William Scott was a modern British painter known best for his abstract and still life works. He was born in Scotland but moved to Northern Ireland as a child. He studied at the Belfast School of Art before transferring to the Royal Academy Schools, initially to study sculpture. He entered the Painting School in 1934. He learned lithography not at art school but while he was attached to the Royal Engineers during World War II.
He was connected to some of the modern British artists known for working in and being inspired by St Ives in Cornwall. He also met many of the prominent American artists of the time, such as Jackson Pollock and Elaine de Kooning. His work had been primarily abstract until he met with the Abstract Expressionists, after which he returned to still life work.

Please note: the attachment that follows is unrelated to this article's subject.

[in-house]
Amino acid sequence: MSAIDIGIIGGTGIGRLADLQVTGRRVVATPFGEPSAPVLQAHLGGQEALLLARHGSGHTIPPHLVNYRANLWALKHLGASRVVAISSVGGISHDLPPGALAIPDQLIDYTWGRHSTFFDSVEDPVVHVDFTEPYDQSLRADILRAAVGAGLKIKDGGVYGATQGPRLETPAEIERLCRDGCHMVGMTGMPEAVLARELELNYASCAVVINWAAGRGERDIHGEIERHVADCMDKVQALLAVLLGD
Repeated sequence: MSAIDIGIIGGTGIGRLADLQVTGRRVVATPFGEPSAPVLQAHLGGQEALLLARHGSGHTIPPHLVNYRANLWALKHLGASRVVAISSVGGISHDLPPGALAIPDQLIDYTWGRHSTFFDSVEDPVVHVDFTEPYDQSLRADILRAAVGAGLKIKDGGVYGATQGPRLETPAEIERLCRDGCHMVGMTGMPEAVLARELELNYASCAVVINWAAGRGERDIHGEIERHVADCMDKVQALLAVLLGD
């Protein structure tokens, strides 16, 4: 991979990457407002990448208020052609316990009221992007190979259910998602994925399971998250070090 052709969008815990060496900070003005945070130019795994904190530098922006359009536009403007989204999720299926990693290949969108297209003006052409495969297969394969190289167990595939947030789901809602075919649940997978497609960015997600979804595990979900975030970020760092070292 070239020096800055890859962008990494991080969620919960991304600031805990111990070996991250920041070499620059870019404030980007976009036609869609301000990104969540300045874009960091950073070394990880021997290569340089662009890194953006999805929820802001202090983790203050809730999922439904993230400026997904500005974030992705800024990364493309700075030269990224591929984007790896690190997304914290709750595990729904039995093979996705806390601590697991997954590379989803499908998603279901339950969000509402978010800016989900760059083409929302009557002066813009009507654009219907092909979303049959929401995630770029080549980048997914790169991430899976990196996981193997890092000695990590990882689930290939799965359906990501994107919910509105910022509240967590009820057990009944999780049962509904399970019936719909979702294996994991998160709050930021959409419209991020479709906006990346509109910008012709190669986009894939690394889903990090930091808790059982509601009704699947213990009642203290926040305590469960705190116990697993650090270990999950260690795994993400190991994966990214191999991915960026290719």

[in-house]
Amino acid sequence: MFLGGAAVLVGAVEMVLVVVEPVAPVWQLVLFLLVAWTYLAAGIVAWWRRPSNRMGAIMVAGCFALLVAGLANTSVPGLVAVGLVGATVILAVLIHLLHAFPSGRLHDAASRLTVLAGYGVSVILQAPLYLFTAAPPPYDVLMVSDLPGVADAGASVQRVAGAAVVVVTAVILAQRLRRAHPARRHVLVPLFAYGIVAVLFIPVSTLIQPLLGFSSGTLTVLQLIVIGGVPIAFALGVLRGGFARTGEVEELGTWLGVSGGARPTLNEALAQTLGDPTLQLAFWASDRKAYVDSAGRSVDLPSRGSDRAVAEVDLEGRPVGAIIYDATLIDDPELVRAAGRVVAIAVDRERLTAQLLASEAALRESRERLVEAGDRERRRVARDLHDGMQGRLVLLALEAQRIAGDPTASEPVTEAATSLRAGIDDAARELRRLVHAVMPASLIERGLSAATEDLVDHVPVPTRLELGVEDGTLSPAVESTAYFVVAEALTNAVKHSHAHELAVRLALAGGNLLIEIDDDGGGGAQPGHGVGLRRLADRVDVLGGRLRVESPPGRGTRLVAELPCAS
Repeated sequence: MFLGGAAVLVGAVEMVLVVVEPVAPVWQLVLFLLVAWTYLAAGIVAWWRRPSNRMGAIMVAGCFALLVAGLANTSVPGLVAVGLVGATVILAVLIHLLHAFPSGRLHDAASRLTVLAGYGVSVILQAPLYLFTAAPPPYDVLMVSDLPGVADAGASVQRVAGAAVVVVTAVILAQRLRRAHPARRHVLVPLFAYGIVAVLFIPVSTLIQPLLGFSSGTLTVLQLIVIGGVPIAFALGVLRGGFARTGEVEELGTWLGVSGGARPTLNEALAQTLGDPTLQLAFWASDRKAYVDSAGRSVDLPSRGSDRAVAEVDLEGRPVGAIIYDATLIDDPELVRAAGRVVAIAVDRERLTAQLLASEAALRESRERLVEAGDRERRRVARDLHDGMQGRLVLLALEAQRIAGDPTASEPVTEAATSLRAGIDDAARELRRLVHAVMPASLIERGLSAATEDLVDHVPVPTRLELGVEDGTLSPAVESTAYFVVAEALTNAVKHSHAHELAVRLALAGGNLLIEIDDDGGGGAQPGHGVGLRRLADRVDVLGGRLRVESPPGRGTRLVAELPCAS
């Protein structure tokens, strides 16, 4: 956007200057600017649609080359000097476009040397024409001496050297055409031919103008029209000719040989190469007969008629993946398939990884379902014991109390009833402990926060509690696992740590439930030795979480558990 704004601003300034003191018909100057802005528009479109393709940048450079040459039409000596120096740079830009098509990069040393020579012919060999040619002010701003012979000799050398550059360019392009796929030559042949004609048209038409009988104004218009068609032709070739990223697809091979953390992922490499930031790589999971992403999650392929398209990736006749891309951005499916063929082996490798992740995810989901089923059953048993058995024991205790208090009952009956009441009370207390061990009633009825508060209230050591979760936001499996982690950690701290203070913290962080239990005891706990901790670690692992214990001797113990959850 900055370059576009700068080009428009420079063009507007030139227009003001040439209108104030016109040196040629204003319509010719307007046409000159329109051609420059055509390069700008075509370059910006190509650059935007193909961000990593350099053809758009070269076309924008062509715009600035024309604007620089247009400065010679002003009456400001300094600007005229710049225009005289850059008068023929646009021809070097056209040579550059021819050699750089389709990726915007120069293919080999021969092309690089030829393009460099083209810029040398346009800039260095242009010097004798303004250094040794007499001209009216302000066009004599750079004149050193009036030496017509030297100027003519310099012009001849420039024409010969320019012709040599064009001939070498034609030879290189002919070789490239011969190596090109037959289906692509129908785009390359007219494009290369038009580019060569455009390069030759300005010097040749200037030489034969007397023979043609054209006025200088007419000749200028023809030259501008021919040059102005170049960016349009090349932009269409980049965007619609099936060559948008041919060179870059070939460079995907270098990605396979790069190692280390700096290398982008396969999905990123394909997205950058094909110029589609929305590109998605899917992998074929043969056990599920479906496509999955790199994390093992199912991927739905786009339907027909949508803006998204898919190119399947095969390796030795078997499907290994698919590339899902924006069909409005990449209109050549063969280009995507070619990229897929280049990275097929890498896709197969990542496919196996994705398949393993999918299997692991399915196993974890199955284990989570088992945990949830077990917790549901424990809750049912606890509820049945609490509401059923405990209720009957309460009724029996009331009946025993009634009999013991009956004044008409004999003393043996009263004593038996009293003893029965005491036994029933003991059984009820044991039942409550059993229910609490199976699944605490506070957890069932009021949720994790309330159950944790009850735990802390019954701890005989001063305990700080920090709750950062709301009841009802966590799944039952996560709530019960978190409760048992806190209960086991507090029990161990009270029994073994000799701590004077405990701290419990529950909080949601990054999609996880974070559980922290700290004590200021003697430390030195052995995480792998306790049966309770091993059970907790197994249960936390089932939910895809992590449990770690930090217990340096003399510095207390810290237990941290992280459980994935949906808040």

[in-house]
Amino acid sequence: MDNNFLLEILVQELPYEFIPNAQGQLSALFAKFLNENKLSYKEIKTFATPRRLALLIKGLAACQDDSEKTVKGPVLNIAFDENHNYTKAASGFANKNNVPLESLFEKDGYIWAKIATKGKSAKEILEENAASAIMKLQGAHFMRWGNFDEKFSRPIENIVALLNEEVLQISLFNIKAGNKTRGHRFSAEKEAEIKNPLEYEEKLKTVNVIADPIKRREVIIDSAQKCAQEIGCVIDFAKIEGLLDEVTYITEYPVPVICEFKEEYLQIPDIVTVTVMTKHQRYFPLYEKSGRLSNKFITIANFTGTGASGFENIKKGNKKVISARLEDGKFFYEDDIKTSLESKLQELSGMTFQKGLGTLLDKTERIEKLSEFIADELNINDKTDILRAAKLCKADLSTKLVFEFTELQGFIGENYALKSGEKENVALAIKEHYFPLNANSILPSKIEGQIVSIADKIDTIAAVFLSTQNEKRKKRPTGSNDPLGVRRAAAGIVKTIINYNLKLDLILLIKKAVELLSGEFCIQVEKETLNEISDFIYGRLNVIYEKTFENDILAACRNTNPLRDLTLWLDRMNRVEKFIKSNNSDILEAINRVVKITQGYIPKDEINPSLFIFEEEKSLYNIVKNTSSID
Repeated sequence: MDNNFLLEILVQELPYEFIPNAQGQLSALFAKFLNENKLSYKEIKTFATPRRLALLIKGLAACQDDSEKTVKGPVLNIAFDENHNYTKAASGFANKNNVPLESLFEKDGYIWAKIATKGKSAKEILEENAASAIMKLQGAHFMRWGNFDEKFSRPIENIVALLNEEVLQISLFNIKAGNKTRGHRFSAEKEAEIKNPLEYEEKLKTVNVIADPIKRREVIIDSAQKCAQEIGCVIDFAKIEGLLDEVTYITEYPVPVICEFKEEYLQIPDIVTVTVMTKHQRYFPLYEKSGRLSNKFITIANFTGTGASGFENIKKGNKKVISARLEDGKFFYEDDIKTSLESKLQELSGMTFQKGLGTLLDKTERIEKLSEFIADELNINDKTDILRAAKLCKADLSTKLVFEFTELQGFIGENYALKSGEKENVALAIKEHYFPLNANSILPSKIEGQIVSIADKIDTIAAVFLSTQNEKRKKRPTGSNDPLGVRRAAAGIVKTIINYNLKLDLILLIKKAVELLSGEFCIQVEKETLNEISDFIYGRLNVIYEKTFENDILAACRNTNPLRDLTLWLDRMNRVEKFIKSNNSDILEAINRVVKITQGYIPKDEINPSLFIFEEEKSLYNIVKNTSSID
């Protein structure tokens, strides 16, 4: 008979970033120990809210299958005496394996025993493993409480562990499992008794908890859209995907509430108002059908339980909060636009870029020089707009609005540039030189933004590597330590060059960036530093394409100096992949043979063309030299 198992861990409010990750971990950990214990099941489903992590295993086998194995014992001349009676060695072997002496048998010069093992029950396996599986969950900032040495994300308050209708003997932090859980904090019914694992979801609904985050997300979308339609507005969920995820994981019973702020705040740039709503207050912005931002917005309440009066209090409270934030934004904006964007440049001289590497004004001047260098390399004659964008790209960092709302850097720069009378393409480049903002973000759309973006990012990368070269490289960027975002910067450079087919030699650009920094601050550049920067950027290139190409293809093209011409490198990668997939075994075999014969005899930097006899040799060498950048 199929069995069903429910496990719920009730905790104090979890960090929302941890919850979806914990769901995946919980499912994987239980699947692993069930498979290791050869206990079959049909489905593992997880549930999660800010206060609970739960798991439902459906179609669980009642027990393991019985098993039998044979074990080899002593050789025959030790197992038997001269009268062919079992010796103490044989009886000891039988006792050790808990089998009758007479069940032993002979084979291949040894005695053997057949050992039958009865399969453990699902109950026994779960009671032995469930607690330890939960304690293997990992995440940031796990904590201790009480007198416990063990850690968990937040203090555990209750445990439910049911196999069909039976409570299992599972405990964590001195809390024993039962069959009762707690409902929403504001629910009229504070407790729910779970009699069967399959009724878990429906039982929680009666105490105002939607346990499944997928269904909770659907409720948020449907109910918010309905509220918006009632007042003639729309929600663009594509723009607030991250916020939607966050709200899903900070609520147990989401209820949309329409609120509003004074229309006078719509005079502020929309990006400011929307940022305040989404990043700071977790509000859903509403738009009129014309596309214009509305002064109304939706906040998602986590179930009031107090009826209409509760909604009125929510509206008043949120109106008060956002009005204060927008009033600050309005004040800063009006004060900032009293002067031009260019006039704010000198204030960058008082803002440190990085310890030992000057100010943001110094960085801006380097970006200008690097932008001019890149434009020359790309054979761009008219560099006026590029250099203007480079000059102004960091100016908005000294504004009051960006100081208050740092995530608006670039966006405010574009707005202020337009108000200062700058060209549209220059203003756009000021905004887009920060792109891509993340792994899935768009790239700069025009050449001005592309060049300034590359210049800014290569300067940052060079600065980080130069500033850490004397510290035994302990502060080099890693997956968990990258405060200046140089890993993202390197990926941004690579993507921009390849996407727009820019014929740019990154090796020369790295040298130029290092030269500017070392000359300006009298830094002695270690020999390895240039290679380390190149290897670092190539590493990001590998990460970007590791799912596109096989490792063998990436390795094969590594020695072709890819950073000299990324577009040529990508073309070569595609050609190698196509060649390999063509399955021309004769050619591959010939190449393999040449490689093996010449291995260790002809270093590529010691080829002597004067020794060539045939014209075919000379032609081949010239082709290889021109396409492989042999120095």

He showed at the Leicester Galleries and the Hanover Gallery in London in the 1940s and 1950s. In 1951 Scott was invited by the Arts Council to exhibit at the Festival of Britain. In 1958 he represented Great Britain at the Venice Biennale and in 1961 he won the Sanbra (International Critics) Purchase Prize at the São Paulo Bienal. He was made a CBE in 1966 and a Royal Academician in 1984, having become an associate member of the RA in 1977.
Retrospectives of Scott's work have been held at the Tate Gallery and the Irish Museum of Modern Art in Dublin. His pieces are held in several esteemed collections, such as the Hirschhorn Museum and Sculpture Garden in Washington, DC, the Art Institute of Chicago, and the Solomon R. Guggenheim Museum in New York.